Keep outdoor livestock and small animals confined in secure pens. For a large property with livestock, consider using a guard animal. There are specialty breeds of dogs that can defend livestock. Donkeys and llamas have also successfully been used as guard animals. As with any guard animal, pros and cons exist. Purchase a guard animal from a reputable breeder who knows the animal he or she sells. Some breeders offer various guarantees on their guard animals, including a replacement if an animal fails to perform as expected.

Encountering a CougarRelatively few people will ever catch a glimpse of a cougar much less confront one. If you come face to face with a cougar, your actions can either help or hinder a quick retreat by the animal.

Here are some things to remember:

? Stop, pick up small children immediately, and don't run. Running and rapid movements may trigger an attack. Remember, at close range, a cougar's instinct is to chase.

? Face the cougar. Talk to it firmly while slowly backing away. Always leave the animal an escape route.

? Try to appear larger than the cougar. Get above it (e.g., step up onto a rock or stump). If wearing a jacket, hold it open to further increase your apparent size. If you are in a group, stand shoulder-to-shoulder to appear intimidating.

? Do not take your eyes off the cougar or turn your back. Do not crouch down or try to hide.

? Never approach the cougar, especially if it is near a kill or with kittens, and never offer it food.

? If the cougar does not flee, be more assertive. If it shows signs of aggression (crouches with ears back, teeth bared, hissing, tail twitching, and hind feet pumping in preparation to jump), shout, wave your arms and throw anything you have available (water bottle, book, backpack). The idea is to convince the cougar that you are not prey, but a potential danger.

? If the cougar attacks, fight back. Be aggressive and try to stay on your feet. Cougars have been driven away by people who have fought back using anything within reach, including sticks, rocks, shovels, backpacks, and clothing - even bare hands. If you are aggressive enough, a cougar will flee, realizing it has made a mistake. Pepper spray in the cougar's face is also effective in the extreme unlikelihood of a close encounter with a cougar.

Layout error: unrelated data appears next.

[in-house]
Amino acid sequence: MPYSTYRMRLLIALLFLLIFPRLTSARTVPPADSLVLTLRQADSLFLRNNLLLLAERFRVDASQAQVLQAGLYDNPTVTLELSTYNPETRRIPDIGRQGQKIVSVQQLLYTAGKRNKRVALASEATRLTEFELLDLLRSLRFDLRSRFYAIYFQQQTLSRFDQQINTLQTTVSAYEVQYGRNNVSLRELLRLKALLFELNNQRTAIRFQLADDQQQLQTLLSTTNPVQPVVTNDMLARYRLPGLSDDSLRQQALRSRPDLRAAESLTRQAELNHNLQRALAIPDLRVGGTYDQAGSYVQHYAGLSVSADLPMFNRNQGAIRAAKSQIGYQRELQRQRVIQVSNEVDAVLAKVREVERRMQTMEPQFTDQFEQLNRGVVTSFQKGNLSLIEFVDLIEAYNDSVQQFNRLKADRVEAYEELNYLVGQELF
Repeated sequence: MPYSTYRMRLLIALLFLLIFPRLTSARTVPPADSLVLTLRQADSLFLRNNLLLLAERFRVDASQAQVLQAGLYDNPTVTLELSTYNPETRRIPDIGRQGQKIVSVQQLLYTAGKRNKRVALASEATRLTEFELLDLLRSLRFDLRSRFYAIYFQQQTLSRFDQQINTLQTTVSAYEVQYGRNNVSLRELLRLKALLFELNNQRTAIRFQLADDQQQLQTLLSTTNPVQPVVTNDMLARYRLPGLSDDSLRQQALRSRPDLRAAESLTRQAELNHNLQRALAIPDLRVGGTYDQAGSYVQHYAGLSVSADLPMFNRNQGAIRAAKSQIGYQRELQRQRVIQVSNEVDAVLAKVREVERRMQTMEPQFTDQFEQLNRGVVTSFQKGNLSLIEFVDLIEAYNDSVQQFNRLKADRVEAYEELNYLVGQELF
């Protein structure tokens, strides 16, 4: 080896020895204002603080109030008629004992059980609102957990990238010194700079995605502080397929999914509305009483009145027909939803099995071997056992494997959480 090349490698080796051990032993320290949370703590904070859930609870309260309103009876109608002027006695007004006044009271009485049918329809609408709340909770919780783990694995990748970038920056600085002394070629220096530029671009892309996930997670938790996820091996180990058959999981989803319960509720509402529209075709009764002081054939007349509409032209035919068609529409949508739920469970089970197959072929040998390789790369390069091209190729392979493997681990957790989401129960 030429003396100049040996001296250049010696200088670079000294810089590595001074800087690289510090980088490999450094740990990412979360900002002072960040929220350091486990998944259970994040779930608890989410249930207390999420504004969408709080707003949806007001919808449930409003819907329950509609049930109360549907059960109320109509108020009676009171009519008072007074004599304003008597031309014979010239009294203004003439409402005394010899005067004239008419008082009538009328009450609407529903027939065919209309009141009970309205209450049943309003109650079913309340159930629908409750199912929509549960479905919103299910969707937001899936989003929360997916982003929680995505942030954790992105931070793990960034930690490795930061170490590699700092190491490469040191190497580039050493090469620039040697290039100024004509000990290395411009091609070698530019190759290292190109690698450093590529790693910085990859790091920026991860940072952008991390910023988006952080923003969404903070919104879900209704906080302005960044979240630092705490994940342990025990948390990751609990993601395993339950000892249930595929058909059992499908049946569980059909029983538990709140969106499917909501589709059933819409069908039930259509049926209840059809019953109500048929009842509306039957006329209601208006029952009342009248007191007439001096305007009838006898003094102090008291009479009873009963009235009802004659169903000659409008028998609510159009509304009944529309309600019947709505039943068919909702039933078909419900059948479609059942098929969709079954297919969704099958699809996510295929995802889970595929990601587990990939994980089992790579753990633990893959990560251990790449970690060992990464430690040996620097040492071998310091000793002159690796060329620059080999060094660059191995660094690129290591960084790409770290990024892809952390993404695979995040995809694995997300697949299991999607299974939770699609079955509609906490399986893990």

Professional AssistanceWildlife offices throughout Washington respond to cougar sightings when there is a threat to public safety or property. Problem cougars may be live-trapped by trained fish and wildlife personnel and moved to more remote areas; however, such removals are expensive, time consuming, and seldom effective. Using tranquilizing drugs on cougars to facilitate removal is difficult and dangerous for cougars and humans. When other methods have failed, lethal removal of problem animals may be the only alternative.

Contact your local wildlife office for additional information, and in the case of an immediate emergency, call 911 or any local law enforcement office, such as the state patrol.

Cougars and KidsChildren seem to be more at risk than adults to cougar attacks, possibly because their high-pitched voices, small size, and erratic movements make it difficult for cougars to identify them as human and not prey. To prevent a problem from occurring:

? Talk to children and teach them what to do if they encounter a cougar.

? Encourage children to play outdoors in groups, and supervise children playing outdoors.

? Consider getting a dog for your children as an early-warning system. A dog can see, smell, and hear a cougar sooner than we can. Although dogs offer little value as a deterrent to cougars, they may distract a cougar from attacking a human.

? Consider erecting a fence around play areas.

? Keep a radio playing when children are outside, as noise usually deters cougars.

? Make sure children are home before dusk and stay inside until after dawn.

? If there have been cougar sightings, escort children to the bus stop in the early morning. Clear shrubs away around the bus stop, making an area with a 30-foot radius. Have a light installed as a general safety precaution.